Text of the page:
From Spectres Of Marx

was my reply to

Masha tweeted that right after she multi-tweeted the following bit from Spectres Of Marx:

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Ann Lauterbach on John Ashbery’s “Litany”

 

I have come to believe, or think, or understand, that when someone dies, the most acute sense of loss is that of his or her voice. (For a while, one can “hear” a person’s voice in one’s inner ear, but slowly that fades.) This is odd, since sound is of course immaterial; one would think that the body would be the most felt absence. But sound is a distinctive marker of living presence more than any material object can possibly be; sound and lived time are indissoluble: they are, so to speak, part of the continuity of a landscape rather than the singularity of a portrait. Sound is embedded in spatial context.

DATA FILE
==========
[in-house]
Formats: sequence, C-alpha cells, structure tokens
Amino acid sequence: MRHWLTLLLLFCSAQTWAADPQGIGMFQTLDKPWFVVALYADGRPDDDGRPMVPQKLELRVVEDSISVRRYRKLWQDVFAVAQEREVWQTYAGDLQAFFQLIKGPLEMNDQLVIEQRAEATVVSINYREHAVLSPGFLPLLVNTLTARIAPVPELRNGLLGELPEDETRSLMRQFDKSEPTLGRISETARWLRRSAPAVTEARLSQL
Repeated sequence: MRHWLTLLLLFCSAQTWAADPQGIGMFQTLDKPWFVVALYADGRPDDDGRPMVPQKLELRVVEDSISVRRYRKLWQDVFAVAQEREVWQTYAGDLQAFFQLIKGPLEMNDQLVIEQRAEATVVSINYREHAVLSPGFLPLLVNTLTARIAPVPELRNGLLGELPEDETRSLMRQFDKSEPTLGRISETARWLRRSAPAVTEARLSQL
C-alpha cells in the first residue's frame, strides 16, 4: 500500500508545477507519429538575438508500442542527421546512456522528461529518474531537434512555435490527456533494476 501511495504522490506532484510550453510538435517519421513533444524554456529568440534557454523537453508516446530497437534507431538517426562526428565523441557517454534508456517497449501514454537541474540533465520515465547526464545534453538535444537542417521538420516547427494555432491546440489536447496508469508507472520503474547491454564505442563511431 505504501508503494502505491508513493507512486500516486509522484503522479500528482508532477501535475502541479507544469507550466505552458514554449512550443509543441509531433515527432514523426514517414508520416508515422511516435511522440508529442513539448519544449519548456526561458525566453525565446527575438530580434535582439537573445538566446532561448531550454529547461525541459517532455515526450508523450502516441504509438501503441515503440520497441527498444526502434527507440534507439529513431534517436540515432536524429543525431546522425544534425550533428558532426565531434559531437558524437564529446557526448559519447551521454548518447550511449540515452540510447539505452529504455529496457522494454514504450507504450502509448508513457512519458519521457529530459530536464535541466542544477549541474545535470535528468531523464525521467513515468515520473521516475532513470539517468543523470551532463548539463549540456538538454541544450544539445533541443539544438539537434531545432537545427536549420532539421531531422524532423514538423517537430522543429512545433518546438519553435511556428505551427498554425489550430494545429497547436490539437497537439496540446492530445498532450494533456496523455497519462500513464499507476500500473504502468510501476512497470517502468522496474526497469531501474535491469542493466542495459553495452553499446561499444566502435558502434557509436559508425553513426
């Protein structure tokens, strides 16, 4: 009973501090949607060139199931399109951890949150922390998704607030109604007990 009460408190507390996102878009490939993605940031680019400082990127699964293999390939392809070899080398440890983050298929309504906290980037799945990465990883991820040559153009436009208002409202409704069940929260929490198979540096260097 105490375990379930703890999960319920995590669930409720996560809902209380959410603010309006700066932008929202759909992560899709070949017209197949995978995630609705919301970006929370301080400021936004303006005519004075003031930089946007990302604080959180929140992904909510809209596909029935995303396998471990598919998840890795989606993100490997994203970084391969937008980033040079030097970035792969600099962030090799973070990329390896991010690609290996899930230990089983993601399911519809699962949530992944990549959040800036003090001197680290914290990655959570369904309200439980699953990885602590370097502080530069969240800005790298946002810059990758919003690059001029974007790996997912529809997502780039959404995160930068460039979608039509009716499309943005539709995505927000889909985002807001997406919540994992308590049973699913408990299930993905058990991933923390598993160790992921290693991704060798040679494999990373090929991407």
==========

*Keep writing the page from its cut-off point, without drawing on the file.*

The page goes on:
via From Conjunctions:49, Ann Lauterbach on John Ashbery’s As We Know.

(Ron Slate on) William Matthews on Narrative and Time

Emphasis mine:

Matthews knew the dangers inherent in narrative, as spelled out in another Curiosities essay, “Dishonesty and Bad Manners”: “Things happen consecutively in narrative that happen simultaneously in psychic life, and there are many critics and poets who prefer the experience of consecutive time to simultaneous time because it makes moral discourse easier, and because causality and guilt are easier to assert as religious or quasi-religious principles in narrative than in any of the many other experiences of time.” His dream was for an upshot of psychic immediacy in the course of a riff, a disruption of the poem’s official time zone.

via on New Hope for the Dead: Uncollected William Matthews, ed. by Sebastian Matthews and Stanley Plumly (Red Hen Press) | On the Seawall: A Literary Website by Ron Slate (GD).